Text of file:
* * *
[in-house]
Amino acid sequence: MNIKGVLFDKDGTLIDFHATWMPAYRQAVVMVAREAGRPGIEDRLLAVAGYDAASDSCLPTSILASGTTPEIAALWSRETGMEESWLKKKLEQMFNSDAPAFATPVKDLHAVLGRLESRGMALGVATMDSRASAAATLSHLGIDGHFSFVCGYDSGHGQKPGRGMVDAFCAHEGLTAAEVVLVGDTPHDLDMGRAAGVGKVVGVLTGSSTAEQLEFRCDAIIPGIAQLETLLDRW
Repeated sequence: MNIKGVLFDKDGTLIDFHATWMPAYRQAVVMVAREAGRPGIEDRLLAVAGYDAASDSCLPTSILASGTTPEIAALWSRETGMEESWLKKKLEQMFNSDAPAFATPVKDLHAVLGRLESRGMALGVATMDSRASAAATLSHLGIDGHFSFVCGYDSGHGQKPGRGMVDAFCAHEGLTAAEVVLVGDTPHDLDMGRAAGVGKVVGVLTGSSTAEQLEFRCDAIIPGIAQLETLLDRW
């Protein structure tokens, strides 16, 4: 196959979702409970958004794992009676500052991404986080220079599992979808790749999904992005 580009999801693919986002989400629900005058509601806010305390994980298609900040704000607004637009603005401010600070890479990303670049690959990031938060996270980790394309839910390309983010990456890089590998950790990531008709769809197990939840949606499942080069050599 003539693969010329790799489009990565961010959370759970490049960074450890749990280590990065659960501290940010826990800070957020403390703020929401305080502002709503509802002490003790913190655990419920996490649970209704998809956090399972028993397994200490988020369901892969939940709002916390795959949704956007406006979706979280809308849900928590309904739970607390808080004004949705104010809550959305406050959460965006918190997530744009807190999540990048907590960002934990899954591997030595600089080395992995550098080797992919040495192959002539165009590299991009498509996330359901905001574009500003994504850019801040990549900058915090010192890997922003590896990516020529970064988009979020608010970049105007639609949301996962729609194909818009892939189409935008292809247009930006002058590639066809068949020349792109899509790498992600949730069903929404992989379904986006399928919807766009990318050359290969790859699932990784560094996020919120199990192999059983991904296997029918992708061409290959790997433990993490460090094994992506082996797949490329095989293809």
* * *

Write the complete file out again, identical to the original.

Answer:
[in-house]
Amino acid sequence: MNIKGVLFDKDGTLIDFHATWMPAYRQAVVMVAREAGRPGIEDRLLAVAGYDAASDSCLPTSILASGTTPEIAALWSRETGMEESWLKKKLEQMFNSDAPAFATPVKDLHAVLGRLESRGMALGVATMDSRASAAATLSHLGIDGHFSFVCGYDSGHGQKPGRGMVDAFCAHEGLTAAEVVLVGDTPHDLDMGRAAGVGKVVGVLTGSSTAEQLEFRCDAIIPGIAQLETLLDRW
Repeated sequence: MNIKGVLFDKDGTLIDFHATWMPAYRQAVVMVAREAGRPGIEDRLLAVAGYDAASDSCLPTSILASGTTPEIAALWSRETGMEESWLKKKLEQMFNSDAPAFATPVKDLHAVLGRLESRGMALGVATMDSRASAAATLSHLGIDGHFSFVCGYDSGHGQKPGRGMVDAFCAHEGLTAAEVVLVGDTPHDLDMGRAAGVGKVVGVLTGSSTAEQLEFRCDAIIPGIAQLETLLDRW
């Protein structure tokens, strides 16, 4: 196959979702409970958004794992009676500052991404986080220079599992979808790749999904992005 580009999801693919986002989400629900005058509601806010305390994980298609900040704000607004637009603005401010600070890479990303670049690959990031938060996270980790394309839910390309983010990456890089590998950790990531008709769809197990939840949606499942080069050599 003539693969010329790799489009990565961010959370759970490049960074450890749990280590990065659960501290940010826990800070957020403390703020929401305080502002709503509802002490003790913190655990419920996490649970209704998809956090399972028993397994200490988020369901892969939940709002916390795959949704956007406006979706979280809308849900928590309904739970607390808080004004949705104010809550959305406050959460965006918190997530744009807190999540990048907590960002934990899954591997030595600089080395992995550098080797992919040495192959002539165009590299991009498509996330359901905001574009500003994504850019801040990549900058915090010192890997922003590896990516020529970064988009979020608010970049105007639609949301996962729609194909818009892939189409935008292809247009930006002058590639066809068949020349792109899509790498992600949730069903929404992989379904986006399928919807766009990318050359290969790859699932990784560094996020919120199990192999059983991904296997029918992708061409290959790997433990993490460090094994992506082996797949490329095989293809």